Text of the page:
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powerfrog99
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« Reply #10 on: August 27, 2016, 01:57:38 PM »

Thanks for sharing I really enjoyed pictuers and story  Smiley Smiley

cheers Thomas

P.S. These unit bases look great, I am really tempted...
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archiduque
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« Reply #11 on: August 28, 2016, 12:34:17 PM »

Excellent game!! Wink
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Happy Wanderer
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« Reply #12 on: November 20, 2016, 10:25:53 PM »

Hi James,

Sorry I missed this post...excellent AAR and a lovely layout and minis as usual - top stuff.

TtS certainly does bring clarity in many respects with the grid. Probably the biggest challenge I think from the games I've seen and played is that for more traditional layouts the trick is getting units to measure into the squares properly ie so you get a continuous battleline of sorts.

 TtS makes this work very well when units 'fit' the box but can create a 'gappy' look when they don't, detracting slightly from the battleline effect. Simon's layouts always look great as his bases match his grid size...to my eye, this is key to maintain the look of the battleline as we perceive it and impart the effect of continuity along the line.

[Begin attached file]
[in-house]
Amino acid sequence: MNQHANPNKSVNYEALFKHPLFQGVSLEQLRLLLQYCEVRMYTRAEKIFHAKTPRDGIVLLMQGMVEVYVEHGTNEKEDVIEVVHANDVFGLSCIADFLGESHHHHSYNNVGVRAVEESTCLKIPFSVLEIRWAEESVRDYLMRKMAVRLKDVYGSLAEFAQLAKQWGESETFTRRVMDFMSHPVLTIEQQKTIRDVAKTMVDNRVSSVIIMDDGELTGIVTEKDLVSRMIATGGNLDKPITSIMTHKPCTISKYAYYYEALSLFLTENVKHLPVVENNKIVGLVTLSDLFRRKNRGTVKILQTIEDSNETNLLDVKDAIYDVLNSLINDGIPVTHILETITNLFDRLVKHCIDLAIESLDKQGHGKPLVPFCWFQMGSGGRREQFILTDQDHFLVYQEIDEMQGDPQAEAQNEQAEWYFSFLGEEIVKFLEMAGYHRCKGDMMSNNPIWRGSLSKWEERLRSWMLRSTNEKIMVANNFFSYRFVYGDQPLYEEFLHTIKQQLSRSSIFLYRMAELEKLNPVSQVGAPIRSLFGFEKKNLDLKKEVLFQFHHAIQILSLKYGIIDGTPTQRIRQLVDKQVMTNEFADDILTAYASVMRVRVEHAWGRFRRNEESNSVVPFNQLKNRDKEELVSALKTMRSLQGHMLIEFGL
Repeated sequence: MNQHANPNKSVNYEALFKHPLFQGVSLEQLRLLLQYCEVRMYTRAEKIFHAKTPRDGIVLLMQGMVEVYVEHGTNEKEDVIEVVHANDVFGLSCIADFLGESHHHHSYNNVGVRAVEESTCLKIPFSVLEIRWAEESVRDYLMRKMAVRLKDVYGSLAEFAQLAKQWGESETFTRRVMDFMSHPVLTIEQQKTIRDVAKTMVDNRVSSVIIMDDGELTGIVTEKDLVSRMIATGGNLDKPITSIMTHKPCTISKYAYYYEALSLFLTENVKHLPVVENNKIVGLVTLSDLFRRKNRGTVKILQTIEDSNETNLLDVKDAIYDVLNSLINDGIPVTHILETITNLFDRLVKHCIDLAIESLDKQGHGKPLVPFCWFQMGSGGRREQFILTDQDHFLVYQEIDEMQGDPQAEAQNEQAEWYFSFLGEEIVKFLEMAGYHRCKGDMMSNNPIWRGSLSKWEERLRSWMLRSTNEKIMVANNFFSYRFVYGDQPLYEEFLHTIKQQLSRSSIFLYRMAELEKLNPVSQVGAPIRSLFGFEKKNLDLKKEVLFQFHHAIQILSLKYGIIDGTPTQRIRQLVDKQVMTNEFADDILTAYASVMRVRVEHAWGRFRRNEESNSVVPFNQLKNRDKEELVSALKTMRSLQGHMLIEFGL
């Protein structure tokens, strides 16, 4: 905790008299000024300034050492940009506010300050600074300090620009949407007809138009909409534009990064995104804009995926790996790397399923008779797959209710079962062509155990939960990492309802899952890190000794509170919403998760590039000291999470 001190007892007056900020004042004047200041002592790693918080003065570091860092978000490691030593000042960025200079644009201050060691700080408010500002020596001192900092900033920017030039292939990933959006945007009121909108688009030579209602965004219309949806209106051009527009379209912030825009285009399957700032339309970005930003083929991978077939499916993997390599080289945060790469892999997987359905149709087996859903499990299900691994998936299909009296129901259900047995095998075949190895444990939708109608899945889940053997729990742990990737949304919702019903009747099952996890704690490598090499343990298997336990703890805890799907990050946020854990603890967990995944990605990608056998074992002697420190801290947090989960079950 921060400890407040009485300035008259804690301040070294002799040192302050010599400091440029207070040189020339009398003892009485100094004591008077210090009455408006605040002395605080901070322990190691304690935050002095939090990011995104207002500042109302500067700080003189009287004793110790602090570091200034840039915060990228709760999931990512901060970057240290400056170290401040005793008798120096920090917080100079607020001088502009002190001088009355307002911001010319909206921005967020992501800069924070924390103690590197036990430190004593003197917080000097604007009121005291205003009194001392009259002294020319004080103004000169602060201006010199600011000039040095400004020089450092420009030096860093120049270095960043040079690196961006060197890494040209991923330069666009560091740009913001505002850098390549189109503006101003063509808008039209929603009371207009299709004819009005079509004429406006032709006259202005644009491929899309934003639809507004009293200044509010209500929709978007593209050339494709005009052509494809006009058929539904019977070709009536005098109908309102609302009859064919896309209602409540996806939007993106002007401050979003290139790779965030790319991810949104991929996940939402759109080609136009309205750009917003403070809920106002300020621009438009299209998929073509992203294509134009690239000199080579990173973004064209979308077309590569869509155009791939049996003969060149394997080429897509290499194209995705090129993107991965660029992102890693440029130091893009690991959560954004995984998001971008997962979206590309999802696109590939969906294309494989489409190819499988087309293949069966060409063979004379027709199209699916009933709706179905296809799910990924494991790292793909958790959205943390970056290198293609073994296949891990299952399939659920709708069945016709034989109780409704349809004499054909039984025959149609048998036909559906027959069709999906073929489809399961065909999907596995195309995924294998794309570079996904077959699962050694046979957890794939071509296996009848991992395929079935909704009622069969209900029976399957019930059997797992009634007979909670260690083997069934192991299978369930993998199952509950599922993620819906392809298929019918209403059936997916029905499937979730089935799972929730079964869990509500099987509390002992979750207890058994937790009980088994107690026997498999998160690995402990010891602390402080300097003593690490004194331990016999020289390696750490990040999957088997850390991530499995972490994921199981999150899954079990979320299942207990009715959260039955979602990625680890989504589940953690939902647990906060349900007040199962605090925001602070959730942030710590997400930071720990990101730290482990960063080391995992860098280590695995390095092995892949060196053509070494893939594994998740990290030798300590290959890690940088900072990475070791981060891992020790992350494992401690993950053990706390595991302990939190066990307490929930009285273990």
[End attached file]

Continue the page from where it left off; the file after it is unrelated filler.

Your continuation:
Once again, great stuff.

Cheers

HW

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olicana
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« Reply #13 on: November 22, 2016, 10:05:04 AM »

Great report, thanks.

The new rules for the Romans are much better than before (IMHO), aren't they? They will make the Romans much harder to beat, especially with the 6 / 5 saving throw, which I'll probably downgrade for early battles versus the Carthaginians.

As you said, the grid completely gets rid of the petty squabbles over flanks, angle wangling and distance measuring, and the fact that it is squares rather than hexes (like Command and Colors, which I've also used for miniatures games) gives a good 'straight battle line' ancients feel. The games I've played, in several sub periods, have always been great fun and the basic activation mechanism provides great moments of tension, disappointment and elation in equal measure.

Keep the reports coming,

James R.